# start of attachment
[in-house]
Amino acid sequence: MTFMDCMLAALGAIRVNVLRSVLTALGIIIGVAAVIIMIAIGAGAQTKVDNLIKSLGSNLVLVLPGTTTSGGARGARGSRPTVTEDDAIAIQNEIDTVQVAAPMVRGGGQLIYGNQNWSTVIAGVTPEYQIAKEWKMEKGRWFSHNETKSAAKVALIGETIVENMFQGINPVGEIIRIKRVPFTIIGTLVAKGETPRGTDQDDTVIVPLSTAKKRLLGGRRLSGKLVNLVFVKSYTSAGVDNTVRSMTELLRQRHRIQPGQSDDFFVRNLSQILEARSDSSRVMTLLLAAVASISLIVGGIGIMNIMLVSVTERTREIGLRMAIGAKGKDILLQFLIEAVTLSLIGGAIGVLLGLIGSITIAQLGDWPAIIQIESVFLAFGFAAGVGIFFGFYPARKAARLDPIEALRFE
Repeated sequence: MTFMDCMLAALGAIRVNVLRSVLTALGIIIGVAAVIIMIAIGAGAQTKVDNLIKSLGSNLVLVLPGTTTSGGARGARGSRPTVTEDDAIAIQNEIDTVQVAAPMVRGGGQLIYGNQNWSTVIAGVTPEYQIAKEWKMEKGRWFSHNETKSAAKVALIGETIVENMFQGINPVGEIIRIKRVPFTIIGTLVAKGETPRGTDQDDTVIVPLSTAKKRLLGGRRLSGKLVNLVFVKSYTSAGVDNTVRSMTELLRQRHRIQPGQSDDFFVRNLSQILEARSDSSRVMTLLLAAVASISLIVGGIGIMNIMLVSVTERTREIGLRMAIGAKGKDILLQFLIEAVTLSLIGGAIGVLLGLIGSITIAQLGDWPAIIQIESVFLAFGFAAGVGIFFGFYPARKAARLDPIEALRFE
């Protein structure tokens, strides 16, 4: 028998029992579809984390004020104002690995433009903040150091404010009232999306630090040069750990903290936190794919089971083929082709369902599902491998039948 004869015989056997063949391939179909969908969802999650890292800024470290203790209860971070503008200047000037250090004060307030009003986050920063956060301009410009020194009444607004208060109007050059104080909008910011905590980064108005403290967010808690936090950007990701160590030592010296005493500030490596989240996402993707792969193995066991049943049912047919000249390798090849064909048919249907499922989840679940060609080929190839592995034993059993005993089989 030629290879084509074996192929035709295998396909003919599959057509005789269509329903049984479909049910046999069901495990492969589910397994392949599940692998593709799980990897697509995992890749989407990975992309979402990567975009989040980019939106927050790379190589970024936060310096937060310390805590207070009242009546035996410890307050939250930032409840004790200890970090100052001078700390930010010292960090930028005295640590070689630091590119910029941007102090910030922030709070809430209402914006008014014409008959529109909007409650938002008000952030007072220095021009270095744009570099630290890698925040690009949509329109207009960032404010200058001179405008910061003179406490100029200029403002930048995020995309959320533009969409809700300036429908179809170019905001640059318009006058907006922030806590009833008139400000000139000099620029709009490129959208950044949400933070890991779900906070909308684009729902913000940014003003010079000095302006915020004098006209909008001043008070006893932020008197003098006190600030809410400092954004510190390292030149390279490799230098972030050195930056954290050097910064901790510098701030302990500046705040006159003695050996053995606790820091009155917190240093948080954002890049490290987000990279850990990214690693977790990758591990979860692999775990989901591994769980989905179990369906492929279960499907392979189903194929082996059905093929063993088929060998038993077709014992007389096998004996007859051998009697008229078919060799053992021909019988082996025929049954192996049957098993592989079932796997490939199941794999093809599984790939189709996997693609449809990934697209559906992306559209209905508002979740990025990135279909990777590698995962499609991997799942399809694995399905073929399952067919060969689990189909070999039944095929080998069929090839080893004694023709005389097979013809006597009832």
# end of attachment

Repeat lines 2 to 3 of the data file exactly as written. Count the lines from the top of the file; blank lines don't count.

Amino acid sequence: MTFMDCMLAALGAIRVNVLRSVLTALGIIIGVAAVIIMIAIGAGAQTKVDNLIKSLGSNLVLVLPGTTTSGGARGARGSRPTVTEDDAIAIQNEIDTVQVAAPMVRGGGQLIYGNQNWSTVIAGVTPEYQIAKEWKMEKGRWFSHNETKSAAKVALIGETIVENMFQGINPVGEIIRIKRVPFTIIGTLVAKGETPRGTDQDDTVIVPLSTAKKRLLGGRRLSGKLVNLVFVKSYTSAGVDNTVRSMTELLRQRHRIQPGQSDDFFVRNLSQILEARSDSSRVMTLLLAAVASISLIVGGIGIMNIMLVSVTERTREIGLRMAIGAKGKDILLQFLIEAVTLSLIGGAIGVLLGLIGSITIAQLGDWPAIIQIESVFLAFGFAAGVGIFFGFYPARKAARLDPIEALRFE
Repeated sequence: MTFMDCMLAALGAIRVNVLRSVLTALGIIIGVAAVIIMIAIGAGAQTKVDNLIKSLGSNLVLVLPGTTTSGGARGARGSRPTVTEDDAIAIQNEIDTVQVAAPMVRGGGQLIYGNQNWSTVIAGVTPEYQIAKEWKMEKGRWFSHNETKSAAKVALIGETIVENMFQGINPVGEIIRIKRVPFTIIGTLVAKGETPRGTDQDDTVIVPLSTAKKRLLGGRRLSGKLVNLVFVKSYTSAGVDNTVRSMTELLRQRHRIQPGQSDDFFVRNLSQILEARSDSSRVMTLLLAAVASISLIVGGIGIMNIMLVSVTERTREIGLRMAIGAKGKDILLQFLIEAVTLSLIGGAIGVLLGLIGSITIAQLGDWPAIIQIESVFLAFGFAAGVGIFFGFYPARKAARLDPIEALRFE